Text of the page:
Houston Rockets Unveil 'A New Age' Billboards with Dwight Howard, James Harden

Dan Favale@@danfavaleFeatured ColumnistSeptember 11, 2013

Photo via Twitter.
Photo via Twitter.

Dwight Howard and James Harden are ushering in a new era for the Houston Rockets, complete with creepy-looking billboard poses and everything.

In anticipation of the new season, the Rockets have unveiled billboards of Harden, Howard, Jeremy Lin and Chandler Parsons, playing up the fact that they're entering "a new age" of basketball. 

You've got to hand it to the Rockets—they know how to market their new team.

Expectations have soared since the addition of Howard. If Harden could lead them to the playoffs on his own, Howard should be the missing championship piece. That's what they hope, and it's what they're selling us on when both stars strike poses like these.

Speaking of which, I've been meaning to address that. Their guises in these visual blurbs look unnatural. Parsons and Lin's are fine, as is the dribbling shot of Harden, but what gives elsewhere?

In the first one, Harden looks abnormally angry, like Houston's brass just told him to shave or something.

I get the whole fierce-competitor vibe the Rockets are going for. Fiery desires to win are important, after all. But he looks less like a game-ready Harden and more like a cross between a black-haired Albus Dumbledore and Tom Hanks from Castaway.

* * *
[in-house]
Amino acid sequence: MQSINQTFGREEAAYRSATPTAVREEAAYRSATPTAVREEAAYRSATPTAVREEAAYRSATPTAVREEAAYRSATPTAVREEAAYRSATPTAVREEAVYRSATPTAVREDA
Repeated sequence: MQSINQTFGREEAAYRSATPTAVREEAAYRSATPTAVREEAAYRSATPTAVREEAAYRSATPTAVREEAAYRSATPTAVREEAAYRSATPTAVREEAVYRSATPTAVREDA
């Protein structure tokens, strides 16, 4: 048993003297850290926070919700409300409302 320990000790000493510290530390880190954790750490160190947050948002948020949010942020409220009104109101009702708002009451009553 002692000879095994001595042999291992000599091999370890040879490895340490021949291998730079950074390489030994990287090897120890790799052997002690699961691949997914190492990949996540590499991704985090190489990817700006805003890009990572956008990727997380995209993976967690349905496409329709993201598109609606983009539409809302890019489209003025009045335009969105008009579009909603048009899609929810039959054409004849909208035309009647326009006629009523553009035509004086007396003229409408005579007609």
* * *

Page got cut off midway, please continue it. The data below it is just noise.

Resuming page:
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Don't even get me started on Howard—too late.

I'm not really sure what's going on when he's positioned on the far right. Either he's protecting his precious or preparing to go up for a jump shot. If it's the latter, that's exactly why he cannot play power forward.

Otherwise, I give you this:

Finally, we have Howard fronting the bottom billboard. Harden's attempt at capturing in-game desire came far closer than this.

Superman doesn't look angry or like he wants to win. Rather, he looks like he's entering hour three in the bathroom after his weekly trip to Taco Bell. Steer clear of whatever it is he had.

With that, you have the new age of the Rockets, where artificial anger polices highways in hopes of procuring a title and remedying your urge to shout expletives at fellow drivers.

Hopefully, Houston's Howard-inspired advertisements end better for it than the last team to plaster Howard's face across its city.